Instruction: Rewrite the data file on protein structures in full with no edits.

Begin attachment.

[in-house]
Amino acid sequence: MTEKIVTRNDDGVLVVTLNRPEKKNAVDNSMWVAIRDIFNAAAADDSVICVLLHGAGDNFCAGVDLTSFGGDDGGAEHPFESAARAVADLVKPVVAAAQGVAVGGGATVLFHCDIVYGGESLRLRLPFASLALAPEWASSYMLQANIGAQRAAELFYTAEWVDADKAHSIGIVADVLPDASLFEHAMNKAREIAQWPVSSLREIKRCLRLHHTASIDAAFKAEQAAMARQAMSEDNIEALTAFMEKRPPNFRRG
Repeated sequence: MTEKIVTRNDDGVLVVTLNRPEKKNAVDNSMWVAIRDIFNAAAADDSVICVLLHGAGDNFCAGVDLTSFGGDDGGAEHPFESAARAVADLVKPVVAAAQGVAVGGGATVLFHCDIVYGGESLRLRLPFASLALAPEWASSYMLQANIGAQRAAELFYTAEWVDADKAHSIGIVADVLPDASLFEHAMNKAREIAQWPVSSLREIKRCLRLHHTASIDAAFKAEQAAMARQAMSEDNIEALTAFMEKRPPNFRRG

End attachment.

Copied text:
[in-house]
Amino acid sequence: MTEKIVTRNDDGVLVVTLNRPEKKNAVDNSMWVAIRDIFNAAAADDSVICVLLHGAGDNFCAGVDLTSFGGDDGGAEHPFESAARAVADLVKPVVAAAQGVAVGGGATVLFHCDIVYGGESLRLRLPFASLALAPEWASSYMLQANIGAQRAAELFYTAEWVDADKAHSIGIVADVLPDASLFEHAMNKAREIAQWPVSSLREIKRCLRLHHTASIDAAFKAEQAAMARQAMSEDNIEALTAFMEKRPPNFRRG
Repeated sequence: MTEKIVTRNDDGVLVVTLNRPEKKNAVDNSMWVAIRDIFNAAAADDSVICVLLHGAGDNFCAGVDLTSFGGDDGGAEHPFESAARAVADLVKPVVAAAQGVAVGGGATVLFHCDIVYGGESLRLRLPFASLALAPEWASSYMLQANIGAQRAAELFYTAEWVDADKAHSIGIVADVLPDASLFEHAMNKAREIAQWPVSSLREIKRCLRLHHTASIDAAFKAEQAAMARQAMSEDNIEALTAFMEKRPPNFRRG